Join The Discussion

 

Ice cancels flights, snarls traffic; snow in North Texas forecast

DALLAS (AP) — More wintry weather was expected across parts of North Texas through Wednesday.

read more >

Riverside: Developer sees revitalization with apartments, townhomes driving commercial projects

A Dallas developer is seeking to rezone more than 18 acres in Fort Worth’s Riverside area overlooking Oakhurst Scenic Drive, the Trinity River and downtown, with plans to build as many as 400 apartments and townhomes aimed at renters who want to live in or near the central city. D

read more >

Einstein Bagels closing two Tarrant locations

Einstein Bagels is closing two Tarrant County locations, part of a series of 39 closings around the country, according to the company’s owners, JAB Holding Co.

read more >

Dallas developer confirmed to build Walsh Ranch in west Fort Worth

Dallas-based Republic Property Group has been chosen to lead Walsh Ranch development as the 7,200-acre residential community takes shape in west Fort Worth.

read more >

Berkshire Hathaway company acquires Fort Worth firm

M&M Manufacturing, a producer of sheet metal products for the air distribution and ventilation market based in Fort Worth, has been acquired by MiTek Industries Inc., a subsidiary of Warren Buffett’s Berkshire Hathaway Inc.,

read more >

 

Federal court agrees with swipe fee cap

Photo courtesy of CNN. 

Jennifer Liberto

WASHINGTON (CNNMoney) -- A federal appeals court on Friday agreed with a Federal Reserve rule that placed a 21-cent cap on swipe fees that banks charge retail stores for each debit card transaction.

The U.S. Court of Appeals for the District of Columbia Circuit struck down a lower court ruling that sided with retailers saying the Fed should lower fees even more.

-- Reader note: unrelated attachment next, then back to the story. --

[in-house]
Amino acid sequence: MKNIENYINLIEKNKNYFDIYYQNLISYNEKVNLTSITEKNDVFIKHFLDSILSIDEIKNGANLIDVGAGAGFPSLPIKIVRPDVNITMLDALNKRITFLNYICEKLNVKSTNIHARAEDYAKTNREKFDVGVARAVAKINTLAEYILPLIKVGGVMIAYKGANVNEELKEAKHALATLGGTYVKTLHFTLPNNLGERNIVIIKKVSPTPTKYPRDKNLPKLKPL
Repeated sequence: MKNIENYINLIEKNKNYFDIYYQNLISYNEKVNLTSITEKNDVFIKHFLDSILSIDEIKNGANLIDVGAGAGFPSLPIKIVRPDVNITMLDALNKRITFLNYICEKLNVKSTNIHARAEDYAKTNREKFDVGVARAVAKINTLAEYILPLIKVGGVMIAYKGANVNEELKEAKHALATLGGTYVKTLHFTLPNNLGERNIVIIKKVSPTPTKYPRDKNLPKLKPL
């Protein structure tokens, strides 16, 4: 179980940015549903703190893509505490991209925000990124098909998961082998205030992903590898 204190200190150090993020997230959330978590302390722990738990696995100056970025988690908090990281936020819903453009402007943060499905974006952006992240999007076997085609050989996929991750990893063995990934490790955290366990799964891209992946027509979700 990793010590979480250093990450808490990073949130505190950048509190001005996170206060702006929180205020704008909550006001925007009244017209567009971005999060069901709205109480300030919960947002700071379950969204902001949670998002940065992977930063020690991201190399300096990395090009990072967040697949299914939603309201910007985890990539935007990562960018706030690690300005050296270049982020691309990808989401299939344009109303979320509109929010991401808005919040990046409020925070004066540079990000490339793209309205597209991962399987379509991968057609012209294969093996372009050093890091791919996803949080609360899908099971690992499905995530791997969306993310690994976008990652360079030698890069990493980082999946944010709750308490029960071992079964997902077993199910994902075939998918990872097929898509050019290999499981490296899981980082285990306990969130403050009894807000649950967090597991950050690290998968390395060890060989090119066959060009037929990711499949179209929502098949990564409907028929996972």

The ruling is a win for the Federal Reserve and the banks. For consumers, nothing is expected to change.

The fight over swipe fees stems from new laws enacted after the U.S. financial crisis. Congress ordered the Federal Reserve to ensure that fees to process debit card purchases were "reasonable." At that time, the average fee per transaction was about 40 cents.

After initially proposing to limit fees to 12 cents, the central bank issued a final rule in 2011 that capped fees at 21 cents.

Soon after, the National Association of Convenience Stores and the National Retail Federation filed a lawsuit against the Fed, saying that the fees should be lower.

It was not clear that consumers got any of the savings. One industry-sponsored survey found that 67% of retailers kept prices the same or raised them instead of passing on savings to customers, according to the Electronics Payments Coalition, a group of banks and credit unions.

A 2013 report by the retailers, called the Merchants Payments Coalition showed that swipe fee caps saved consumers $5.8 billion in 2012 through lower costs for goods and services.

But banks Bank of America , J.P. Morgan Chase and Wells Fargo took big hits to revenue. The banks tried to charge new debit card fees, but public outrage caused them to reverse course.

The ruling also impacts charge card processors Visa and Mastercard, which collect swipe fees for the banks and keep a portion for use of their payment networks. Shares of Visa rose 4% in trading in Friday. MasterCard was down 1%.

A request for comment from the Fed wasn't immediately returned.

-- CNN's Bill Mears contributed to this report.

< back

Email   email
hide
Catch
How 'bout them Cowboys?